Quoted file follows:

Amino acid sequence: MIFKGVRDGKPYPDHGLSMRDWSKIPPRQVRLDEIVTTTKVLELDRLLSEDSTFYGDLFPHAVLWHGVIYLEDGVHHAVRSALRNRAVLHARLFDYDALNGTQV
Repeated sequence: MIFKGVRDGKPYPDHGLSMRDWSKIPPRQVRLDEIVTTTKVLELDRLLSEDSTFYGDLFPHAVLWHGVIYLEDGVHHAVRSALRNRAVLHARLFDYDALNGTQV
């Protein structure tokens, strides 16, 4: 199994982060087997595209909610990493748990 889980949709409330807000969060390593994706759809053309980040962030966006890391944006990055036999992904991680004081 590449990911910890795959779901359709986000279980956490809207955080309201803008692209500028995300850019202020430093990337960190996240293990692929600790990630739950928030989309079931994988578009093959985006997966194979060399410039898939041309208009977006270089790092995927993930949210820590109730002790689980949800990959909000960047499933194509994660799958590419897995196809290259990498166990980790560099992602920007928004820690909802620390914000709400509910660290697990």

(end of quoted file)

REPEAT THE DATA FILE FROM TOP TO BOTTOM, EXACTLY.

Amino acid sequence: MIFKGVRDGKPYPDHGLSMRDWSKIPPRQVRLDEIVTTTKVLELDRLLSEDSTFYGDLFPHAVLWHGVIYLEDGVHHAVRSALRNRAVLHARLFDYDALNGTQV
Repeated sequence: MIFKGVRDGKPYPDHGLSMRDWSKIPPRQVRLDEIVTTTKVLELDRLLSEDSTFYGDLFPHAVLWHGVIYLEDGVHHAVRSALRNRAVLHARLFDYDALNGTQV
């Protein structure tokens, strides 16, 4: 199994982060087997595209909610990493748990 889980949709409330807000969060390593994706759809053309980040962030966006890391944006990055036999992904991680004081 590449990911910890795959779901359709986000279980956490809207955080309201803008692209500028995300850019202020430093990337960190996240293990692929600790990630739950928030989309079931994988578009093959985006997966194979060399410039898939041309208009977006270089790092995927993930949210820590109730002790689980949800990959909000960047499933194509994660799958590419897995196809290259990498166990980790560099992602920007928004820690909802620390914000709400509910660290697990």